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Searching for 3-peat: NDSU arrives Frisco for FCS National Championship

FNS Photo by David Samson North Dakota State defensive lineman Brian Schaetz gears up for practice on Wednesday in Frisco, Texas.1 / 2
FNS Photo by David Samson North Dakota State senior linebacker Grant Olson gets his room key at the Westin Stonebriar on Wednesday in Frisco, Texas.2 / 2

By Jeff Kolpack and

Eric Peterson

Forum News Service

FRISCO, Texas — The Ryan Smith bullet train went for a test drive at a Toyota Stadium practice field on Wednesday afternoon. All systems are go.

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The North Dakota State wide receiver, who missed most of the semifinal game against New Hampshire with a hamstring strain, ran at full speed for the first time in advance of Saturday’s Division I FCS title game against Towson University (Md.).

“He’s been real close,” head coach Craig Bohl said of Smith’s health status. “We were going to look at it today, see where he’s at and make sure he didn’t pull anything. He looked full go to me.”

Both Towson and NDSU arrived in Frisco on Wednesday. The Bison worked out first on a nice, sunny day with temperatures in the mid-60s.

“Our guys had a great look in their eye and it should be a good ballgame,” Bohl said.

It’s the third straight year NDSU has reached Frisco. It is staying in the same hotel for the second straight season and the team generally is well-versed with the north Dallas suburb.

The familiarity is all good, Bohl said, to a point.

“You certainly can’t get complacent or take something for granted,” he said, “but our guys are in a routine — everything from the equipment to the surroundings, and that certainly helps. Players usually function better in a routine. You take them out of a routine and sometimes that can cause problems.”

Players take Moore’s message seriously

The NDSU players have been reminded this week of an appearance last spring by former Appalachian State head coach Jerry Moore. His team was the last to win three straight FCS titles, coming from 2005-07.

Bohl brought Moore to campus to give his players some insight to the feat. Moore’s message: to achieve something like that, you have to be willing to sacrifice something.

Just what did they sacrifice?

“That’s a difficult question to have just a single answer,” said offensive coordinator Brent Vigen. “I think they sacrificed the ability to be complacent and content. They went back to work like they hadn’t won anything before. It was a clean slate. You sacrifice that mindset. We probably pushed them harder than before and they sacrificed not resisting that.”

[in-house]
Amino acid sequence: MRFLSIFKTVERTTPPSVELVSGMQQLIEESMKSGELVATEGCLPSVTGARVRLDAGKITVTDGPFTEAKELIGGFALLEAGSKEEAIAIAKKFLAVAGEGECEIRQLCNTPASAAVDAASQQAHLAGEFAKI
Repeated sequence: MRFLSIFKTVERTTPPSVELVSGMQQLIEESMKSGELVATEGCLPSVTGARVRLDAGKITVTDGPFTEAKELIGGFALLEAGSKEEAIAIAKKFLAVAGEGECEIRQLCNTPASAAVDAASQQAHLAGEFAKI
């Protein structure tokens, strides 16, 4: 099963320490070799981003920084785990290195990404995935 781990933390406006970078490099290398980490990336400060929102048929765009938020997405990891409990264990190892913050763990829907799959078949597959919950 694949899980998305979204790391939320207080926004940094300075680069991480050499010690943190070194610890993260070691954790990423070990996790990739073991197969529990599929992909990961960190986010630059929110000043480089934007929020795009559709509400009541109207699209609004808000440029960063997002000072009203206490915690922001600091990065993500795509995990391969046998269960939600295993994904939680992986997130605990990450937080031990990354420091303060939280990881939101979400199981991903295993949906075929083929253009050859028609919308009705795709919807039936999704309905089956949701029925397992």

Quarterback Brock Jensen said Moore’s talk “touched a lot of us.”

“That just really penetrated our hearts,” he said. “He touched on sacrifice and I know a lot of the guys have taken that into account and have just formed that throughout the year.”

Burnett says Bison are ‘great ambassadors’

One of the first people to great the Bison team when it arrived at its team hotel was Southland Conference commissioner Tom Burnett, whose conference serves as the host league for the title game.

“It never gets old having the Bison here,” he said. “I know all of Frisco is excited.”

The local community has taken an interest in watching thousands of NDSU fans descend on the city. By Friday, the bars and restaurants of Frisco and Plano, located just south of Frisco, will be full.

“There’s a local rooting interest here for the Bison,” Burnett said. “Everyone has had their eye on NDSU for the entire season. In fact, since they left last year.”

Burnett was asked if it’s a good or bad thing that one program has dominated the FCS headlines since 2011.

“I certainly don’t see it as a bad thing,” he said. “People see the Bison at the top of the mountain and they want to get there and emulate what they’ve done. They’re the gold standard, the gold and green standard I guess for this level of football. They’ve just been great ambassadors for all of us. There is nothing better to emulate than what NDSU has done the last few years.”